Tuesday, December 9, 2008

Religion & Expressive Culture

Religious Beliefs
In 1980 53,689 Melanau were Sunni Muslim, 8,486 were Christian, 1,749 were tribal, 5,328 were listed as having no religion (but were probably all tribal), and 326 were listed as miscellaneous. For Muslims, Christians, and tribals alike, the world consists of this, the middle world, the upper world (the sky), and the world below. Traditionally the world was egg-shaped, seven layers or worlds above and seven below the middle world, the whole being balanced on the head of a buffalo standing on a snake, all surrounded by water. The breathing of the buffalo caused the ebb and flow of the tides. For some people the land of the dead was an underworld; others thought it elsewhere, but did not know where. Its topography was exact, but differed for Muslims, whose view was shared by Christians.

For Muslims, Christians, and tribals alike, the world, the sun, the moon, and the stars were created by Alla-taala, but how is not known. He is remote and little interested in human affairs. All "layers" of the world are inhabited by spirits (tou), who, together with humans, animals, and plants, share this middle world. Every being has its own proper place in the world, which is ordered by adat. Overstepping boundaries causes trouble, and most human illness is caused by trespassing on some spirit's living space. Spirits are of many kinds: earth, air, water, forest, etc. Sometimes they are referred to as ipu', who are less malevolent than tou, and may indeed be invited to reside in and protect dwellings. Supernaturals live on the moon and punish disorderly and disrespectful behavior by men, especially mockery of animals. A female guards the entrance to the land of the dead. People are reluctant to call such supernaturals "tou" or "ipu'," but no other term exists for such demigods. Muslims and some pagans call them melaikat.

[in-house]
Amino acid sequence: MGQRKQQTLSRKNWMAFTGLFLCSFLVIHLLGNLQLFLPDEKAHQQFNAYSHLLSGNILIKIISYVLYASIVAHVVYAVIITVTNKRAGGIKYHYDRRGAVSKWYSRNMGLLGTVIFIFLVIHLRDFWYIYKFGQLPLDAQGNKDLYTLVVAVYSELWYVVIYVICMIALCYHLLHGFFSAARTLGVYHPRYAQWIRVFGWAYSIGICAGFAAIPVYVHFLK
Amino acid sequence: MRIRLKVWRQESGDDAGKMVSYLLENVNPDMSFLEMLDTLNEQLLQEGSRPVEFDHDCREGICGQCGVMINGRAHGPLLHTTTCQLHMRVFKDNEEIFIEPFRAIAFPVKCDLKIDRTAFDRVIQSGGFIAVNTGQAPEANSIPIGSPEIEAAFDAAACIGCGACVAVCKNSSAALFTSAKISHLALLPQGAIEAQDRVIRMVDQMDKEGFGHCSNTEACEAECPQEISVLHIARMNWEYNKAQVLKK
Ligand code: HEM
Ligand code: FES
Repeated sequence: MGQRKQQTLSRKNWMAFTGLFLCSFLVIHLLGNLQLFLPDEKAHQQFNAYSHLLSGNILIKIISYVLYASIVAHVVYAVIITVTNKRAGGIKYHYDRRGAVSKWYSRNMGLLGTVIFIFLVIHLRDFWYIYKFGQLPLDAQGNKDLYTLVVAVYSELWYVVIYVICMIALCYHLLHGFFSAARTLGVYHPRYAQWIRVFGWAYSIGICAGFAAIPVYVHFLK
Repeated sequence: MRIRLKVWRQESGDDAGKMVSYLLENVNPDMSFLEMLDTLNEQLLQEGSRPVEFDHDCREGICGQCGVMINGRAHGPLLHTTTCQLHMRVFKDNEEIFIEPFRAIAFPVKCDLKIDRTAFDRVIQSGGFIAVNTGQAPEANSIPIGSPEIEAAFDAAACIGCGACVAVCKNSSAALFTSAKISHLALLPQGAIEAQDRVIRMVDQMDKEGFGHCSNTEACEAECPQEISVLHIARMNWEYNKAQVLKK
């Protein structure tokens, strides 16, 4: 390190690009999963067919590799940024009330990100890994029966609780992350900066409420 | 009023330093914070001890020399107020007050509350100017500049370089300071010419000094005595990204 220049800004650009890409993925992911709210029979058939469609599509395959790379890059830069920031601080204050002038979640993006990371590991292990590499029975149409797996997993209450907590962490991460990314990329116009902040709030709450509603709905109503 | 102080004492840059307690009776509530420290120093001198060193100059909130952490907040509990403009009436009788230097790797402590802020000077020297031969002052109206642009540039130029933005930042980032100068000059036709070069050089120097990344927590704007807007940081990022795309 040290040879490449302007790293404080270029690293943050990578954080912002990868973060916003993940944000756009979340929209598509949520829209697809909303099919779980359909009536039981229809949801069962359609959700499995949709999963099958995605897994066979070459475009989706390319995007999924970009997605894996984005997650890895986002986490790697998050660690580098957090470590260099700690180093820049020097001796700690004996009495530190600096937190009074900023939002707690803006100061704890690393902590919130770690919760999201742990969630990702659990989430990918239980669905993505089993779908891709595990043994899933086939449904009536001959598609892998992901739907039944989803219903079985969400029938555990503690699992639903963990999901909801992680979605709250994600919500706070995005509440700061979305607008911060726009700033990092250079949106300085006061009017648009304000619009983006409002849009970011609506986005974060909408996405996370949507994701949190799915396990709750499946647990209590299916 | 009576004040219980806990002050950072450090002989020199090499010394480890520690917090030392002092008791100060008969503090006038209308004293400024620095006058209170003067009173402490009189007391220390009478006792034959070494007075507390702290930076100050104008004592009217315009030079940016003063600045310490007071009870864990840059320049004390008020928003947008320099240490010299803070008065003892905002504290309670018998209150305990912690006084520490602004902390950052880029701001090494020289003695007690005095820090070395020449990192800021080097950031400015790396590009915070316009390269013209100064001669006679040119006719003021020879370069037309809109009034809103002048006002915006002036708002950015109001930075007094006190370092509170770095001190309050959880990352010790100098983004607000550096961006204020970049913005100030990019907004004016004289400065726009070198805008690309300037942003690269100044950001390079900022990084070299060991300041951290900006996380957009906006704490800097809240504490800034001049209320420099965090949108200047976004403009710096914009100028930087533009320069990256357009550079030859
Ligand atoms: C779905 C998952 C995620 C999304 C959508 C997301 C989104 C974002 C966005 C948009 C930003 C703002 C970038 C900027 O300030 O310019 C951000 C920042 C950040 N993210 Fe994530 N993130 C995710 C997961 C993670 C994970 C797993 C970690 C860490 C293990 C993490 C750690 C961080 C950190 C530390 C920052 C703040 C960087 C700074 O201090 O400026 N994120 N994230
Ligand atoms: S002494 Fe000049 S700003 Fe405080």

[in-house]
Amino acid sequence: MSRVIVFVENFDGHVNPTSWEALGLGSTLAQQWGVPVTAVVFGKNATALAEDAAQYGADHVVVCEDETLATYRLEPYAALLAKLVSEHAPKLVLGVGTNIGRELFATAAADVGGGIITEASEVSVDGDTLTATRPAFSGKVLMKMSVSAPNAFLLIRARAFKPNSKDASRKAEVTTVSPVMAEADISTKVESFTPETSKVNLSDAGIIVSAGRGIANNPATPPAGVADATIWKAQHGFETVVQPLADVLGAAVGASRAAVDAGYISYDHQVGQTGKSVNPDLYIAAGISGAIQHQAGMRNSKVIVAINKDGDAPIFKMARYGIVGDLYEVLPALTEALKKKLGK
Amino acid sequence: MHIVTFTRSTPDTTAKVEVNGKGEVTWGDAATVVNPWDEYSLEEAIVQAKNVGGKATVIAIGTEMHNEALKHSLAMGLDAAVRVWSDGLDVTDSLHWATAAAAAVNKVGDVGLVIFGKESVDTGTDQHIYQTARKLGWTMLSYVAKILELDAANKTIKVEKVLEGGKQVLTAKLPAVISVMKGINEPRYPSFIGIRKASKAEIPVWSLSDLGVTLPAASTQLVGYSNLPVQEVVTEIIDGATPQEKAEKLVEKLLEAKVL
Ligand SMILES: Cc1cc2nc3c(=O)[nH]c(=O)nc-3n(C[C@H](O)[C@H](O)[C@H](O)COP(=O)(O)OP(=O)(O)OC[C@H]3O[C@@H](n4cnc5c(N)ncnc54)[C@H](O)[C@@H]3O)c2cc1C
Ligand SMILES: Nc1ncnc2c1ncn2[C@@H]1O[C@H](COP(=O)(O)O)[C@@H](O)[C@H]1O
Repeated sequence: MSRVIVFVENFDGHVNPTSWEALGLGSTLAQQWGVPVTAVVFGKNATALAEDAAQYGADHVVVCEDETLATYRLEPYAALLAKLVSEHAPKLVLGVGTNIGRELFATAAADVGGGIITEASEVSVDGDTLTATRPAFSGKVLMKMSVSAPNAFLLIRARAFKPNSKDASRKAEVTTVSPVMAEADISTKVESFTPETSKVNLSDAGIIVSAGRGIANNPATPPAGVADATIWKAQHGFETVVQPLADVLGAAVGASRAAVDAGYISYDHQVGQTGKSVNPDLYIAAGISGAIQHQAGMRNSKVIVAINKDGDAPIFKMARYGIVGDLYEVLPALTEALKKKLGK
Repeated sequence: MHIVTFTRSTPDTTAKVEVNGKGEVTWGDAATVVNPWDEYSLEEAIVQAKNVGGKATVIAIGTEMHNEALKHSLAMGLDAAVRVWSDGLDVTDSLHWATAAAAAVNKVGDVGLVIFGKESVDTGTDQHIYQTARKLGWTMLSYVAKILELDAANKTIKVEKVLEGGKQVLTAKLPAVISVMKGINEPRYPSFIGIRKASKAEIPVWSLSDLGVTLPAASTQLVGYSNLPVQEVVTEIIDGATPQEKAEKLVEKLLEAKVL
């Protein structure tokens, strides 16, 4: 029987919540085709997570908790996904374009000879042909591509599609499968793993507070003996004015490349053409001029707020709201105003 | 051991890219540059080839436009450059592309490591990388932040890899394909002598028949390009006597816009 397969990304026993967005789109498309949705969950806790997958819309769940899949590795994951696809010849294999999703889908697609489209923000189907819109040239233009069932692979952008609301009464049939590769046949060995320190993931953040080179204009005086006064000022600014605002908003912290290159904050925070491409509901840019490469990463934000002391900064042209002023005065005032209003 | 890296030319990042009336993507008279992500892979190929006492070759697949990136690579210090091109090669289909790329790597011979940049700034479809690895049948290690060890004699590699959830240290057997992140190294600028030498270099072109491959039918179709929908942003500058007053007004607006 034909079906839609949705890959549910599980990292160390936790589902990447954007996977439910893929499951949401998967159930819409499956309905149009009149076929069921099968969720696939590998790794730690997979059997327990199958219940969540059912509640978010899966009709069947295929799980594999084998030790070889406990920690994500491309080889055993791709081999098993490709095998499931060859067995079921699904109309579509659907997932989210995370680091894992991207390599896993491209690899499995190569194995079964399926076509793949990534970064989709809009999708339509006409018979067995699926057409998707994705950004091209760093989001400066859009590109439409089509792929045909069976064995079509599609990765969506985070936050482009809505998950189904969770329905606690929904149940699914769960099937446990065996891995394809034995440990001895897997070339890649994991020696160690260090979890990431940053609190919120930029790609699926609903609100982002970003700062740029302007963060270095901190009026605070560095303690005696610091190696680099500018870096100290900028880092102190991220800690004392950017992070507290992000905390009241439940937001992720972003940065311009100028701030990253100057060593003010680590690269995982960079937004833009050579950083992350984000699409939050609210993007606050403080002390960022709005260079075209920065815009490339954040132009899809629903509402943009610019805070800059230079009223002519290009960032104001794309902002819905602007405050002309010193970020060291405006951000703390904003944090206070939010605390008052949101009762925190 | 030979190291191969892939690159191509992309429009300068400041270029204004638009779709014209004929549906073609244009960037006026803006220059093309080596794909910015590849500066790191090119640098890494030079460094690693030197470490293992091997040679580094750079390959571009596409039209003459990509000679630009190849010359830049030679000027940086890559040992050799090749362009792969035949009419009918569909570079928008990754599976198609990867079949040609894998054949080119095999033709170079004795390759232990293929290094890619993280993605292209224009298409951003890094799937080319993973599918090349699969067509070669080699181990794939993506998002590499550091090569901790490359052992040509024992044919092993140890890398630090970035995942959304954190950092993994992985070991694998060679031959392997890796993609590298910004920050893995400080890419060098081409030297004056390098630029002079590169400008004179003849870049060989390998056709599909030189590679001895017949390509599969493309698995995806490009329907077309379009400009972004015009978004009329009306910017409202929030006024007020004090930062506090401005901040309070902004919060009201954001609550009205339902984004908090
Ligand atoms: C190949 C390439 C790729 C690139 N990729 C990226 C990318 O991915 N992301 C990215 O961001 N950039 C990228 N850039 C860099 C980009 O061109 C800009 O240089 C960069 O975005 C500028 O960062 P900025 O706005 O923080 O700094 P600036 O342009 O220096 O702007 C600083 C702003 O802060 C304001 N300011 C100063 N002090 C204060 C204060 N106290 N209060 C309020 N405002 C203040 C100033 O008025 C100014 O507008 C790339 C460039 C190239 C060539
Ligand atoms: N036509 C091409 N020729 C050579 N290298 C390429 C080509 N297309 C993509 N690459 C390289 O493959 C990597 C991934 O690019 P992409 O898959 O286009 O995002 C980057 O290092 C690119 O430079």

Religious Practitioners
No pagan priests exist. Expert carvers of spirit images, or belum, diagnose what spirit (sometimes also called "belum" and not "tou") is likely to have caused an illness and, in a short ceremony, forces the spirit into its carved image so that it may be taken to its proper place and forbidden to harm the patient for at least three days. Spirit mediums, with the help of familiar spirits, also cure illness and practice divination. Every village, Muslim and tribal alike, holds an annual cleansing ceremony, kaul, to call uninvited spirits that have taken up residence in the village to a feast before they are sent home to their proper places.

Apart from the annual kaul, private ceremonies of increasing complexity and expense are held for the curing of illness by spirit mediums. Ceremonies for the safety of a child two months before its delivery initiate a series of taboos, culminating in the birth. There are also ceremonies at the wake of a dead person; they may continue for several months, until a secondary burial.

Among most Melanau groups, tattooing was never widely practiced. Strongly built longhouses, fortresses thirty feet above ground, were traditionally decorated with elaborate wood carving. Belum carved in sago pith were widely used and are a sophisticated form of sculpture. Ceremonies were accompanied by gong orchestras with distinctive chants and music; bards recited and sang epics, legends, and myths of considerable poetic merit at ceremonies or simply for entertainment.

Most illness was attributed to an attack by a spirit, but certain ailments, mostly minor, were attributed to a failure to keep a proper balance between hot and cold conditions in the body. Herbal medicines existed to restore the balance, most of which have been taken over by practitioners of Malay medicine.

Death and Afterlife
An individual's funeral is one of the most important events in the life cycle. At death the soul begins a boat journey, accompanied by attendant spirits—usually called "tou"—to the land of the dead. Chants, ceremonies, and games during the wake ensure the soul a safe journey. Once admitted, the soul is sent to one of seven pagan villages, appropriate to the manner of death, and lives a life similar to that of this middle world. Eventually a second death occurs, and many believe that the soul then becomes dew. Muslims and many Christians also believe that the soul sets out for the land of the dead by boat or, according to some, along a road that comes to a place where the path becomes a sword across a pot of blazing fire. An individual who has led a good life can walk along the flat edge of the sword; the sharp edge of the sword ensures that one who has led a bad life falls into the pot. Beyond the sword is the land of Mohammed, Jesus Christ, and the pagans.

*Source: http://www.everyculture.com/East-Southeast-Asia/Melanau.html

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